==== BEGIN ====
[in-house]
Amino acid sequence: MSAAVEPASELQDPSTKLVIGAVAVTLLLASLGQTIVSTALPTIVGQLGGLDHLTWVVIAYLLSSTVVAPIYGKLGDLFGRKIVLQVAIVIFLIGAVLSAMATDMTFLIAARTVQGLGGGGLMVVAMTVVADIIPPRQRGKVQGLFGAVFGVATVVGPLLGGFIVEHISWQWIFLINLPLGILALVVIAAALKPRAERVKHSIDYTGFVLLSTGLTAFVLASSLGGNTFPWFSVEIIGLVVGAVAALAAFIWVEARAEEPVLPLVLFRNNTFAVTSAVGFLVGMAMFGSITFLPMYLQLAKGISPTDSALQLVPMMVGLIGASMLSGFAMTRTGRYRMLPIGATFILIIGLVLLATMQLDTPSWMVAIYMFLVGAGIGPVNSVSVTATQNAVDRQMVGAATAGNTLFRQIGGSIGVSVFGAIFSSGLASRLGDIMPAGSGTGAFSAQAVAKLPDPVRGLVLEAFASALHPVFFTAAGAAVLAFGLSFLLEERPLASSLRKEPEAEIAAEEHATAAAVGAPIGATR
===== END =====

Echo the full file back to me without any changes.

[in-house]
Amino acid sequence: MSAAVEPASELQDPSTKLVIGAVAVTLLLASLGQTIVSTALPTIVGQLGGLDHLTWVVIAYLLSSTVVAPIYGKLGDLFGRKIVLQVAIVIFLIGAVLSAMATDMTFLIAARTVQGLGGGGLMVVAMTVVADIIPPRQRGKVQGLFGAVFGVATVVGPLLGGFIVEHISWQWIFLINLPLGILALVVIAAALKPRAERVKHSIDYTGFVLLSTGLTAFVLASSLGGNTFPWFSVEIIGLVVGAVAALAAFIWVEARAEEPVLPLVLFRNNTFAVTSAVGFLVGMAMFGSITFLPMYLQLAKGISPTDSALQLVPMMVGLIGASMLSGFAMTRTGRYRMLPIGATFILIIGLVLLATMQLDTPSWMVAIYMFLVGAGIGPVNSVSVTATQNAVDRQMVGAATAGNTLFRQIGGSIGVSVFGAIFSSGLASRLGDIMPAGSGTGAFSAQAVAKLPDPVRGLVLEAFASALHPVFFTAAGAAVLAFGLSFLLEERPLASSLRKEPEAEIAAEEHATAAAVGAPIGATR